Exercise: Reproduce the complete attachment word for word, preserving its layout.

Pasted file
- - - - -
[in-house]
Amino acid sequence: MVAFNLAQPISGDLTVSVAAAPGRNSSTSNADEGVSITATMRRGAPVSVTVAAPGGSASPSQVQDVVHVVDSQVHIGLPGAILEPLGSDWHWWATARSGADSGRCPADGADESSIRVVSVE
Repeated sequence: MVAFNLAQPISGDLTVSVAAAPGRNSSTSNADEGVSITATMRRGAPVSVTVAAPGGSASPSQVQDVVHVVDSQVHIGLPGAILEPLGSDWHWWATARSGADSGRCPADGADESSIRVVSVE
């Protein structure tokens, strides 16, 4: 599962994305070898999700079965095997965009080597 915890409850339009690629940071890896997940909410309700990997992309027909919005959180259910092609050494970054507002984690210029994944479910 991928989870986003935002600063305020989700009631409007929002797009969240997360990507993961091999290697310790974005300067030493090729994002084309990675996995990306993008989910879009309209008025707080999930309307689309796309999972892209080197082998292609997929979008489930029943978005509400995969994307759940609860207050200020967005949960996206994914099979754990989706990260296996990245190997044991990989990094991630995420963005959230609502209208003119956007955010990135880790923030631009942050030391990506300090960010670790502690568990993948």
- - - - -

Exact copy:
[in-house]
Amino acid sequence: MVAFNLAQPISGDLTVSVAAAPGRNSSTSNADEGVSITATMRRGAPVSVTVAAPGGSASPSQVQDVVHVVDSQVHIGLPGAILEPLGSDWHWWATARSGADSGRCPADGADESSIRVVSVE
Repeated sequence: MVAFNLAQPISGDLTVSVAAAPGRNSSTSNADEGVSITATMRRGAPVSVTVAAPGGSASPSQVQDVVHVVDSQVHIGLPGAILEPLGSDWHWWATARSGADSGRCPADGADESSIRVVSVE
């Protein structure tokens, strides 16, 4: 599962994305070898999700079965095997965009080597 915890409850339009690629940071890896997940909410309700990997992309027909919005959180259910092609050494970054507002984690210029994944479910 991928989870986003935002600063305020989700009631409007929002797009969240997360990507993961091999290697310790974005300067030493090729994002084309990675996995990306993008989910879009309209008025707080999930309307689309796309999972892209080197082998292609997929979008489930029943978005509400995969994307759940609860207050200020967005949960996206994914099979754990989706990260296996990245190997044991990989990094991630995420963005959230609502209208003119956007955010990135880790923030631009942050030391990506300090960010670790502690568990993948």